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I've been puzzling over the following proof for the past couple of days.

Since a block cipher in CBC mode can be used to build both an IND-CPA secure encryption scheme and a EUF-CMA secure block, a common mistake made in “roll-your-own” cryptosystems is to try to use the last ciphertext block to compute a MAC on the plaintext, e.g. to encrypt the message m, we compute the ciphertext $c = \verb|CBCEncrypt|^E _K(m)$, let $c^∗$ be the last block, compute tag $\tau = E_K(c^*)$. and use $⟨c, τ⟩$ as an “authenticated encryption” scheme. Prove that this scheme fails to provide chosen-ciphertext security.

I'm making the assumption that an encryption oracle for $\verb|CBCEncrypt|^{E}_K(m)$ uniformly chooses an IV and then makes it public after encryption. Also, $E_K$ is the block function.

One security issue that comes to mind is that the tag of a message in this scheme relies only on the last block of ciphertext, not the rest of the message. However, since each IV is random and unpredictable, I don't see how an adversary could exploit this.

Another thought I had was if an adversary could compute a valid tag $\tau_{\tau}$, then they could decrypt $⟨\tau, \tau_{\tau}⟩$ and check whether or not the resultant decryption (with IV=0) is equal to the last block of the corresponding ciphertext $\tau$ was generated from. But again, I can't see how an adversary could compute $\tau_{\tau}$.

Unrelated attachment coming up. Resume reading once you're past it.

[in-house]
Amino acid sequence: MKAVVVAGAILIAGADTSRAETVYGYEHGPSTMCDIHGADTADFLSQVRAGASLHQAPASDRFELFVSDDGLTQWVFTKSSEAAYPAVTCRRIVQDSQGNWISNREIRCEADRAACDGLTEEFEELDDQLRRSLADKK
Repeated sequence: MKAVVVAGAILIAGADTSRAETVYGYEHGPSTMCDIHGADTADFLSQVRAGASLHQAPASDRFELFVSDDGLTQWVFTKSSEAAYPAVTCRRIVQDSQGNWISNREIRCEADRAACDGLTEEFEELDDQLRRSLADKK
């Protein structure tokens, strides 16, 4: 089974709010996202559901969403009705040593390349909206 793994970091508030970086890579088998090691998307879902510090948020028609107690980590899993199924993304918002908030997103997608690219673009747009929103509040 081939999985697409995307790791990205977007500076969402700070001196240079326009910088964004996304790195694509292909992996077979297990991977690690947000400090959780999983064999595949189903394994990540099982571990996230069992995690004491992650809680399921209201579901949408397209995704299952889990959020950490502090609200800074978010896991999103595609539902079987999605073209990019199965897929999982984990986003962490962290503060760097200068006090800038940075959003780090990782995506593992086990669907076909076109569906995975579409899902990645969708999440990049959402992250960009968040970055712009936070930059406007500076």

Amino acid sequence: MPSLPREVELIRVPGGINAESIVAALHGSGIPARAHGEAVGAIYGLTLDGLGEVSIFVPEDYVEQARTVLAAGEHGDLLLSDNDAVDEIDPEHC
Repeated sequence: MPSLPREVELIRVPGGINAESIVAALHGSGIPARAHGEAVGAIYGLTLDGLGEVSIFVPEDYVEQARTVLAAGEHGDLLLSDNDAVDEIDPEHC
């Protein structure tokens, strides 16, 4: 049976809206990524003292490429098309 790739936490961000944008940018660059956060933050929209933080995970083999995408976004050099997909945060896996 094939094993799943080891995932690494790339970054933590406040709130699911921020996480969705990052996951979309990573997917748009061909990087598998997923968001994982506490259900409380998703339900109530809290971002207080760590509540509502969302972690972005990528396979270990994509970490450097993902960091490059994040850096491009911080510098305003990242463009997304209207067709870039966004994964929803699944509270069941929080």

Any help would be appreciated.

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    $\begingroup$ No idea if it's exploitable, but at the very minimum, it defeats the purpose of Encrypt then MAC which is done so that you don't decrypt before verifying. If one of the intermediate cipher text blocks is tampered, the verification will succeed & you will know something is wrong only after you do the decryption. $\endgroup$ – user93353 Mar 19 at 1:13
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One security issue that comes to mind is that the tag of a message in this scheme relies only on the last block of ciphertext, not the rest of the message.

So, what would happen if the adversary took a valid $⟨c, \tau⟩$ pair and modified $c$ by repeating the last block, that is, converting it into the pair $⟨c || c^*, \tau⟩$ and forwarding that to the decryptor?

Would the modified ciphertext pass the integrity check?

Bonus question (to make the attack even worse): if it did, what would the resulting plaintext look like?

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  • $\begingroup$ Simply passing the integrity check is not enough to break CCA security, although it is enough to break AE. For CCA security, it is important that the result of decryption leaks information about the challenge plaintext. $\endgroup$ – Mikero Mar 19 at 5:14

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